Consumers warned against relying on estimated meter readings in the face of rising energy prices

HOUSEHOLDERS have been encouraged to submit meter readings ahead of upcoming price increases to avoid overpaying for rising energy bills.

Around half of electricity customers do not transmit a meter reading.

Consumers have been warned that if they end up receiving an estimated bill but later find out they have used more energy than the estimate, they will be billed for the units owed at the most current rate.

This updated price is likely to be much higher as suppliers have announced huge price increases, said price comparison site’s Daragh Cassidy.

He said households often underestimate their consumption, which reflected the estimated bills.

SSE Airtricity will increase electricity and gas prices from the beginning of next month.

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Electricity consumption increases by 24 percent, adding an additional €338 to the typical annual household bill.

Gas is up 32.3 percent, adding €333 to the typical annual bill.

The move affects around 250,000 electricity customers and 85,000 gas customers.

ESB’s Electric Ireland, which has 1.1 million electricity customers, is driving up electricity and gas prices in May.

This means that average electricity bills will increase by €300 and gas bills by €220 over a year for the average customer.

The increase means that Electric Ireland’s average cost of electricity has increased by €500 over the last 18 months.

Bord Gáis Energy will increase prices by up to 39 percent from April 25. This step will increase the average electricity bill by €385 and the gas bill by €390 over a year.

Energia is increasing its electricity and gas prices by 15% from April 25, which will cost the average electricity customer an additional €247 per year.

Mr Cassidy said ESB Networks and Gas Networks Ireland aim to take electricity and gas meter readings every few months to measure how much energy has been used.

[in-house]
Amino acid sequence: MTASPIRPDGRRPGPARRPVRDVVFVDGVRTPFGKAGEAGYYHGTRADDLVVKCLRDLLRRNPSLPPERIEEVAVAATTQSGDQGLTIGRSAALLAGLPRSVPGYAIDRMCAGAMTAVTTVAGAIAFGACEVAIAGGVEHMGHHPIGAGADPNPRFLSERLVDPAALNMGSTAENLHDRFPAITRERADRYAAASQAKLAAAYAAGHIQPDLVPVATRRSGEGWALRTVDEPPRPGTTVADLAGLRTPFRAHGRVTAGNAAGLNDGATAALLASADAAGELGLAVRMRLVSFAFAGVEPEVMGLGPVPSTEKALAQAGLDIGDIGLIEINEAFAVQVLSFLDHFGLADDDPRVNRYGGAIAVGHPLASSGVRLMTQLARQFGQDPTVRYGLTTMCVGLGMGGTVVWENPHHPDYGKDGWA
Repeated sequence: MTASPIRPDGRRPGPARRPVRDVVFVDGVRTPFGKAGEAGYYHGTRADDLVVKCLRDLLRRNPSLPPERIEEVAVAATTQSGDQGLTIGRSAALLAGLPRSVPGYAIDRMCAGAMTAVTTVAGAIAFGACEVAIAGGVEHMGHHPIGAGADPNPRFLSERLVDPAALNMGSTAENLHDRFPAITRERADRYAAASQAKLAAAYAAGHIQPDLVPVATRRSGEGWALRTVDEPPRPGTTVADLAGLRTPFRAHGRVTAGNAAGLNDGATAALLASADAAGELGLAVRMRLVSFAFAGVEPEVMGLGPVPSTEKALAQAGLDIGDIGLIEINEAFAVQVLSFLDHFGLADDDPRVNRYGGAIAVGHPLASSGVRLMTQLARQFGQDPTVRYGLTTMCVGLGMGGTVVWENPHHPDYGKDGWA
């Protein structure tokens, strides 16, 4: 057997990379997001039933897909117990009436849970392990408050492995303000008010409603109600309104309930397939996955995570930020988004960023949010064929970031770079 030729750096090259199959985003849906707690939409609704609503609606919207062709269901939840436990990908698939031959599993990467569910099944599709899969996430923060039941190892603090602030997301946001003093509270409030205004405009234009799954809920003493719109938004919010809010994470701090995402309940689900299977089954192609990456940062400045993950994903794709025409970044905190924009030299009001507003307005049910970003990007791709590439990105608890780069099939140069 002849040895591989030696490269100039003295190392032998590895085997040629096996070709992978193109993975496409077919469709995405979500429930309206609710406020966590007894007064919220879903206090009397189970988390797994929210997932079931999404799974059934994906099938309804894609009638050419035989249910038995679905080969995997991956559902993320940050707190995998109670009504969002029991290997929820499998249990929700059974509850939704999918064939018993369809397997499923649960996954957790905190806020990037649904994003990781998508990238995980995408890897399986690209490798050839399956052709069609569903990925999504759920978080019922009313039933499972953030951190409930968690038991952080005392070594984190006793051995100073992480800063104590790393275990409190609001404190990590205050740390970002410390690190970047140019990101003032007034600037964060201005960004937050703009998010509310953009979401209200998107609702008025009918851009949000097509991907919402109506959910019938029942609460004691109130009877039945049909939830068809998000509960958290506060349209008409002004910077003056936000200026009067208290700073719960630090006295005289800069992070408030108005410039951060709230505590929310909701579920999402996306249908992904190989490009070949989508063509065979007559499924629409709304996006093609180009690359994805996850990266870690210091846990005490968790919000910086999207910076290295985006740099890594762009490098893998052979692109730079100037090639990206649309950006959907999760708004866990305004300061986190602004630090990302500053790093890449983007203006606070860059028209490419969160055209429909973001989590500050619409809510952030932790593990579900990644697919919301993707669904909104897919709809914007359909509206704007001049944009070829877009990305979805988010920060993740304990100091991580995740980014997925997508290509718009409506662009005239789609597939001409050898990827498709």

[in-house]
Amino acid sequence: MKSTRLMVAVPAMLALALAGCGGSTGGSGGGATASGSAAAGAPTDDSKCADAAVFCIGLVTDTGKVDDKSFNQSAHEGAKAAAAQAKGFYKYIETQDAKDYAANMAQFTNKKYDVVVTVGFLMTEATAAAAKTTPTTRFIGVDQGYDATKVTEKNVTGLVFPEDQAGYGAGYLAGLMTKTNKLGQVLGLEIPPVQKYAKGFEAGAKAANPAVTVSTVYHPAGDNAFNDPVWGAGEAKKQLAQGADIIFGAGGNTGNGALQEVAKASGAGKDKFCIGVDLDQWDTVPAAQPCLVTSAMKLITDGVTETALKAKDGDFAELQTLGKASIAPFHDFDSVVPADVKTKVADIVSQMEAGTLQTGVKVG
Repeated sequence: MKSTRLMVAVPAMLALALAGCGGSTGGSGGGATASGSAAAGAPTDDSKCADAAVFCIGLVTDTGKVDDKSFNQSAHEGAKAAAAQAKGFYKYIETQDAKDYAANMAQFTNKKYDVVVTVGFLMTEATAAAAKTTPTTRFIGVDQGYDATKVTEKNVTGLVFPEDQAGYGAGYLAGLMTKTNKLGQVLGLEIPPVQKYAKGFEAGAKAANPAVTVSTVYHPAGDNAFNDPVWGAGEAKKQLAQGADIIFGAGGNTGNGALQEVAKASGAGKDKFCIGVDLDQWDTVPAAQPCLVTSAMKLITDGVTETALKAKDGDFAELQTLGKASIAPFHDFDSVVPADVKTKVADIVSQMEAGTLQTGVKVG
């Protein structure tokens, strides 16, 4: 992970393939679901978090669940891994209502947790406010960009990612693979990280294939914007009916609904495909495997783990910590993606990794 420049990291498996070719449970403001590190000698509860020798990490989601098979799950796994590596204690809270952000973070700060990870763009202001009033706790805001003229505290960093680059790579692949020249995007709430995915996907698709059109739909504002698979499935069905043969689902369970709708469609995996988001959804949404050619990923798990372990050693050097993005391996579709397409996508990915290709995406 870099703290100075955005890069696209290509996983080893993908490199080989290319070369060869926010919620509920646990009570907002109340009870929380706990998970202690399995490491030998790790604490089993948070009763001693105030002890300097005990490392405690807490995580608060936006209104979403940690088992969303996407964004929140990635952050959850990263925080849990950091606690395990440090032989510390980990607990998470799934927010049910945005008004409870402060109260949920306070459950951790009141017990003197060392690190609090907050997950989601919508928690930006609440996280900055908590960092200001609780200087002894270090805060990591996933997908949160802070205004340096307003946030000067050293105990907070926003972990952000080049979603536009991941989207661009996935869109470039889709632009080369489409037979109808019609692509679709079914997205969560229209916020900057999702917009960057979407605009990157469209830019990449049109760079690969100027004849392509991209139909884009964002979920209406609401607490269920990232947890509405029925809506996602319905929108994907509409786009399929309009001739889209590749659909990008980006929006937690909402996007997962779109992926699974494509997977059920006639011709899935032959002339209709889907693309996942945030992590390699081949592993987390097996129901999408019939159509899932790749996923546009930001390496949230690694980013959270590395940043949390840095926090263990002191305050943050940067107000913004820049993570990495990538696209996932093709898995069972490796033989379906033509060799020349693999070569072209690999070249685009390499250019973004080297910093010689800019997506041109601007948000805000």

However, if the meter reader cannot access the meter, an estimate is used.

“Estimates are not always accurate and sometimes suppliers can underestimate usage.

“In this case, utilities will bill a household for the units consumed at a later date, after an actual meter reading has been taken.

“However, households will be billed for the units owed at the most current rate,” Cassidy said.

Figures from the regulator, the Commission for the Regulation of Utilities, show that 52 percent of electricity customers and 46 percent of gas customers have not reported their meter reading in the last 12 months.

Mr Cassidy said: “Unless you provide your utility company with regular meter readings some of your gas and electricity bills will be based on an estimate of your consumption which may or may not be very accurate.

“That means you may be overpaying for energy that you haven’t used.

“Or worse, you end up underpaying and face a hefty back-payment bill in a few months when your supplier finally finds out.” Consumers warned against relying on estimated meter readings in the face of rising energy prices

Fry Electronics Team

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